Teachers urged to support pregnant teenagers to remain in school

A former Director of the Girls Edu­cation Unit (GEU), Mrs Benedicta Tenni Seidu has asked female teachers to be compassionate on pregnant teenage girls.

According to Mrs Seidu, pregnan­cy should not be a reason for girls to drop out of school, adding that female teachers especially, have a huge role to play in ending the discrimination against the pregnant school girls.

Mrs Seidu said this at a panel dis­cussion at the commemoration of the International Day for the Girl organ­ised by the Girls Education Network of the Ghana Education Service (GES).

It was held under the theme “in­vesting in girl’s rights, leadership and wellbeing: the education sector re­sponse to pregnancy and schooling.’’

The aim is to celebrate girls who are often marginalised.

According to Mrs Seidu, it was important for Head Teachers and their staff to frequently create awareness on the consequences of teenage preg­nancy, adding that it would reduce its occurrence.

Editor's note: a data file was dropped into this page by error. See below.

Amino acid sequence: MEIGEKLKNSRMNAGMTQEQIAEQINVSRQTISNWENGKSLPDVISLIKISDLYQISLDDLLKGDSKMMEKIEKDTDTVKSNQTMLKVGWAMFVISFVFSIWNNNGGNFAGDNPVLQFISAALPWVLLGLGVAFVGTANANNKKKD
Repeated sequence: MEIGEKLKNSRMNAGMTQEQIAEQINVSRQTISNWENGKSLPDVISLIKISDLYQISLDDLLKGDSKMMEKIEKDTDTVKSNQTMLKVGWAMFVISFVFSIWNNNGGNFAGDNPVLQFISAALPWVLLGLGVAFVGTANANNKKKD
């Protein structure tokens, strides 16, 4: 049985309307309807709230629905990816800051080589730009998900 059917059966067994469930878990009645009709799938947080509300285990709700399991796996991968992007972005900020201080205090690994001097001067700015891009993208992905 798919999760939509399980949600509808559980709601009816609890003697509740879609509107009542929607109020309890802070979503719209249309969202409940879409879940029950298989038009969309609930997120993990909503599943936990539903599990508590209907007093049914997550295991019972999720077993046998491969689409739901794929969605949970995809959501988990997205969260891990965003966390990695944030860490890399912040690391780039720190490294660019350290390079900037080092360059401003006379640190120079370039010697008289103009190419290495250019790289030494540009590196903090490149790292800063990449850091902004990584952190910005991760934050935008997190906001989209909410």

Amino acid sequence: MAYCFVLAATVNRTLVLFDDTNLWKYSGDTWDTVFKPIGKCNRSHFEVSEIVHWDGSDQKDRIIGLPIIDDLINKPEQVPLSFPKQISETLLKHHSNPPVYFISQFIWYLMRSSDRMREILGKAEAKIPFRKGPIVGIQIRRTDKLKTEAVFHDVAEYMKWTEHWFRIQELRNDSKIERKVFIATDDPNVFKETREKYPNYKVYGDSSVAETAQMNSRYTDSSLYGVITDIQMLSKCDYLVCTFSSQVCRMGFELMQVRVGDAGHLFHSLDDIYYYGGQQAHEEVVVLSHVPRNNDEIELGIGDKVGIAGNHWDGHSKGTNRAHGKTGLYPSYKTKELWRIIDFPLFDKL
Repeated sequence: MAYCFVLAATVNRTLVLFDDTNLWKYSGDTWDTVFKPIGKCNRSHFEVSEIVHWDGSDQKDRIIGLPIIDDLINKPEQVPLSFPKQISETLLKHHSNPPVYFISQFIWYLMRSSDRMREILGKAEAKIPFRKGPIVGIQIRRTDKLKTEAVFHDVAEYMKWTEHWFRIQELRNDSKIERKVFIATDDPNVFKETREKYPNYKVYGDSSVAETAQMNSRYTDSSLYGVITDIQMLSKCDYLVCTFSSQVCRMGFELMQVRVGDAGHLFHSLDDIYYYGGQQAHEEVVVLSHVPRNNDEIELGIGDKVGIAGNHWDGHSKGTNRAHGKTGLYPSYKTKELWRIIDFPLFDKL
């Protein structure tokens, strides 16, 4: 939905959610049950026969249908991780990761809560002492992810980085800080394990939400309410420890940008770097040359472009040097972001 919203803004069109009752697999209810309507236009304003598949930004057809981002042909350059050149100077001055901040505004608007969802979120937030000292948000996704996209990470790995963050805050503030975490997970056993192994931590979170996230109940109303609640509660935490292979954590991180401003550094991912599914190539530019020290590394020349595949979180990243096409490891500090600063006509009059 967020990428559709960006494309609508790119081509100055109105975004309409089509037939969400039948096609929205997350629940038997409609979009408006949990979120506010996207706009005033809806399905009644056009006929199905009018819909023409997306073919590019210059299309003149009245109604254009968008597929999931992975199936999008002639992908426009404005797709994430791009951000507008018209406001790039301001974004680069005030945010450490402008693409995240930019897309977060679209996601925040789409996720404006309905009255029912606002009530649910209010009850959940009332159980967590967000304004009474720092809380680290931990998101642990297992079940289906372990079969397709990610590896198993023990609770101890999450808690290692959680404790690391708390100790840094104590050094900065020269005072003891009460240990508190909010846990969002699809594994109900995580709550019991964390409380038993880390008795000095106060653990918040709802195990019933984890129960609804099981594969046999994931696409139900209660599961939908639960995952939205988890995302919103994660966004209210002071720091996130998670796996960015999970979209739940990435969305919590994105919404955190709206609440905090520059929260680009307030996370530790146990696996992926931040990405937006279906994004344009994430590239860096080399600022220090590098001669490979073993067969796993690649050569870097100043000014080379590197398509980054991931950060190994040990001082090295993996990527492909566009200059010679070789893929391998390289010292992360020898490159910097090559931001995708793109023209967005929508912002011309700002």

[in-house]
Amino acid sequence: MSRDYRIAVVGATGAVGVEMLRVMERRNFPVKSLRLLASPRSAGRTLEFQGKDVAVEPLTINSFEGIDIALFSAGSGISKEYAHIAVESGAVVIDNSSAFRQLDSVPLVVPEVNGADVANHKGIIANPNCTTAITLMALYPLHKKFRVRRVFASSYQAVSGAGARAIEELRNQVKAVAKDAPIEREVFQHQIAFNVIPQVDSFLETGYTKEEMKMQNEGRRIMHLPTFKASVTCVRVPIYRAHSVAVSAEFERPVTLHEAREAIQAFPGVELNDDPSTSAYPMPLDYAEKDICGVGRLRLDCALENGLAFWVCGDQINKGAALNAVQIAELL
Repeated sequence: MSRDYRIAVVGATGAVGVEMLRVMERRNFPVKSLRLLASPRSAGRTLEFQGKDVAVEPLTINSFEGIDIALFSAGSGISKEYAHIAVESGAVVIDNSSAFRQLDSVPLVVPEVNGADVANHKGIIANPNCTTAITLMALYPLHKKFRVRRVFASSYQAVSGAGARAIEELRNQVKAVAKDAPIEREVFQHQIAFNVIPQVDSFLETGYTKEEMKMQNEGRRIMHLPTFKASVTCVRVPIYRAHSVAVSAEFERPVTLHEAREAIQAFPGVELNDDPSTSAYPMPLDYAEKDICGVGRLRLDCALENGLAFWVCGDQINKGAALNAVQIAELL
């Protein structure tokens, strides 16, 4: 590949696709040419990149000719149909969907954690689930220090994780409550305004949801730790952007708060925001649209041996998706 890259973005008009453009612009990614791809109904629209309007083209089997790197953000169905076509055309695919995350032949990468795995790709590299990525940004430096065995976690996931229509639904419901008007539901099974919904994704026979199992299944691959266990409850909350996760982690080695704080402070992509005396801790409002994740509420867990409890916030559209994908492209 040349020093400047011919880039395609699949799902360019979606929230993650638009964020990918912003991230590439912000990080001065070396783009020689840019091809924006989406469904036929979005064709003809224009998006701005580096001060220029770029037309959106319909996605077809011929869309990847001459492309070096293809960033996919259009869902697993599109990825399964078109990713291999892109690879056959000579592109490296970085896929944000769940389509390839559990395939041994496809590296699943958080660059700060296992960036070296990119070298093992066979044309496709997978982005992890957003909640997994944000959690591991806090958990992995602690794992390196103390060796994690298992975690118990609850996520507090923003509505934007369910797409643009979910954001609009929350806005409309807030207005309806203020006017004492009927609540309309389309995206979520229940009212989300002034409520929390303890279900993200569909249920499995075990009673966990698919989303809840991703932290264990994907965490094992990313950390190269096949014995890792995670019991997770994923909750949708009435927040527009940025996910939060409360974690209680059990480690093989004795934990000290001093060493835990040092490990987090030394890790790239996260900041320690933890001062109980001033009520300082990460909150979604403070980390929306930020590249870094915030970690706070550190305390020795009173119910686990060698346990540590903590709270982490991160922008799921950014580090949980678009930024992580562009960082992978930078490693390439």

The Director, Pre-Tertiary Educa­tion, Nana Baffour Awuah said a number of programmeS aimed at putting the girl child in school had been rolled out.

He said gender parity had been achieved at the basic school level with a similar feat being chalked at the Senior High School (SHS) level.

He said his outfit would continue to im­plement programmes to ensure all girls have access to education and inclusivity and called on nongovernmental organisations and stakeholders to support girl child edu­cation at all levels in the country.

Mr Awuah said girl child education was important and therefore “we are doing all that we can to ensure that all obstacles that hinder girl’s edu­cation are removed’; not even preg­nancy should prevent any girl from schooling.”

A Professional Officer for Culture at the United Nations Education and Scientific Organization (UNESCO), Ms Magdalene Hanna said the challenges encountered by girls were multifac­eted and deeply rooted in a com­plex interplay of social norms that perpetuate gender discrimination, economic barriers, and structural inequalities.

She therefore called for con­tinued policy dialogues, capacity strengthening of institutions and the promotion of best practices to ensure that girl’s right to education was not a mere promise but a reality.

She stated that girls were the future of the country and that it should be the collective responsibility of every citizen to ensure that they were equipped with tools, opportu­nities and platforms they needed to succeed.

 By Jemima Esinam Kuatsinu

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